In addition to his acting work, Shalhoub, along with the Network of Arab-American Professionals and Zoom-in-Focus productions, established The Arab-American Filmmaker Award Competition in 2005. Arab-American filmmakers submitted screenplays, with the chosen winner flown to Hollywood to have their screenplay produced. Two runners-up were also invited to participate in the production.[citation needed]

He appeared with Alec Baldwin in the 2004 Hollywood satire The Last Shot as a gruff small-time mobster with a love for movies, and as the voice of Luigi in the 2006 Disney/Pixar film Cars. The same year he appeared in Danny Leiner's drama "The Great New Wonderful" as a psychologist in post-9/11 New York City. The following year, 2007, he appeared in the horror film 1408 as well as on stage off-Broadway as Charlie in The Scene.

He received a 2008 Grammy nomination in the category "Best Spoken Word Album for Children" for his narration of The Cricket in Times Square.[10]

Personal life[edit]

Shalhoub married actress Brooke Adams in 1992. The two have worked together in several films, one episode of Wings, and Adams has appeared credited as a "Special Guest Star" in five episodes of Monk, portraying several different guest characters. She appears in "Mr. Monk and the Airplane" as Leigh Harrison, a flight attendant driven to drinking by Monk's eccentricities. In this role, she is also interviewed in "Mr. Monk's 100th Case". In "Mr. Monk and the Kid," Adams is Abigail Carlyle, the mother of a kidnapped violinist. In "Mr. Monk Visits a Farm," Adams plays Marge Butterfield, a county sheriff who shows interest in Monk, even roping him into square dancing with her. In "Mr. Monk and the Badge," she plays Edith Capriani, a crazy cat lady that Monk quickly becomes fed up with.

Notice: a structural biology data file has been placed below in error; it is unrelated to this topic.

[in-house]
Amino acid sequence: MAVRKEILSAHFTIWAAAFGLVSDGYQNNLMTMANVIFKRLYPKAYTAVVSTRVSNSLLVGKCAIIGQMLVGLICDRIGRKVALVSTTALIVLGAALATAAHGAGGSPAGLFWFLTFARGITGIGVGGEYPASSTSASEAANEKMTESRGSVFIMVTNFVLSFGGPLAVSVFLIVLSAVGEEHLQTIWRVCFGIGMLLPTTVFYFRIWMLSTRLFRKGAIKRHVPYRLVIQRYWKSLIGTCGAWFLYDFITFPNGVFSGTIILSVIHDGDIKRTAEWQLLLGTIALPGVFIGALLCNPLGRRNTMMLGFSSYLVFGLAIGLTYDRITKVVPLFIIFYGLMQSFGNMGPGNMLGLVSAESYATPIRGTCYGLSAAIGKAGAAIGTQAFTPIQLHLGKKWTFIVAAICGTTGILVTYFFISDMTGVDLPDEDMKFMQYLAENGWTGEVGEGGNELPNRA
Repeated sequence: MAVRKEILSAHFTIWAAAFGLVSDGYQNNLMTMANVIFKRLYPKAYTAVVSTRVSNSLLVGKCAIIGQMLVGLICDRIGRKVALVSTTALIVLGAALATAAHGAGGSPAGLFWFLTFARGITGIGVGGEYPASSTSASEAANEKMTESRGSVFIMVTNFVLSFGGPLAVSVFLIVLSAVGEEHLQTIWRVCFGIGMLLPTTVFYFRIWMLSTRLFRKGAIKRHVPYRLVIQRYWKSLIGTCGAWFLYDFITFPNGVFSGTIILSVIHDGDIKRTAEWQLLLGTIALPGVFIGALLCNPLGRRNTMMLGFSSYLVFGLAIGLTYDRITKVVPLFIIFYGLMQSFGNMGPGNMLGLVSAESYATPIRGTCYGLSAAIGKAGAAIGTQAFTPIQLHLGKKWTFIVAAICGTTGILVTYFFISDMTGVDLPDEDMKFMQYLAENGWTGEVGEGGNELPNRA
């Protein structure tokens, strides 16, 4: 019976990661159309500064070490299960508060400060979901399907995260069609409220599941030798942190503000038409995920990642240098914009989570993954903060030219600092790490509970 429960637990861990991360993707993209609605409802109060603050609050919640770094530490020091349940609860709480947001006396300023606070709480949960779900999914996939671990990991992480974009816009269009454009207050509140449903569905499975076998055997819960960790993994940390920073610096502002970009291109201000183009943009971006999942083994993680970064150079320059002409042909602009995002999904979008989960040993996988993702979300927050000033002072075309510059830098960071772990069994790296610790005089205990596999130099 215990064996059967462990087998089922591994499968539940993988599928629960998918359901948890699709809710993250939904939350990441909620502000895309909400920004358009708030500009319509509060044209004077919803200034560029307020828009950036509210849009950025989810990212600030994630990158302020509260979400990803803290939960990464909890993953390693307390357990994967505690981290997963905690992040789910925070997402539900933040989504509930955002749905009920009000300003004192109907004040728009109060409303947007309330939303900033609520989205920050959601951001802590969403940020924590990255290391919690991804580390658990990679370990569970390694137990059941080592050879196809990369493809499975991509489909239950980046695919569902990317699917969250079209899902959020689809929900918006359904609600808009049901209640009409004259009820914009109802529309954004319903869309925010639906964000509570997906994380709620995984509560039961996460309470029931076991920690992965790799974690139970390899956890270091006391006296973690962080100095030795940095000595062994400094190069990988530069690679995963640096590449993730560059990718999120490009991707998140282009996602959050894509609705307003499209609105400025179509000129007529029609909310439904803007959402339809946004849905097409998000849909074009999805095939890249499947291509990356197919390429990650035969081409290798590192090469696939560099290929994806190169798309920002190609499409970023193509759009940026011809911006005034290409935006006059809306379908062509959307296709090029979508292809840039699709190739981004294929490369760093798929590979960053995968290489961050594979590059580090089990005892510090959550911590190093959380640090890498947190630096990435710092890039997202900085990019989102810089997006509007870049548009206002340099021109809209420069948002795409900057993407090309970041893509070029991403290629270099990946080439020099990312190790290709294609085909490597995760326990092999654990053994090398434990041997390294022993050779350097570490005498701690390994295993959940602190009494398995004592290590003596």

Shalhoub and Adams appeared on Broadway together in the 2010 revival of Lend Me a Tenor. At the time of their wedding, Adams had an adopted daughter, Josie Lynn (born 1989), whom Shalhoub adopted. In 1994, they adopted another daughter, Sophie (born 1993). The family resides in Los Angeles and Green Bay, Wisconsin.[citation needed]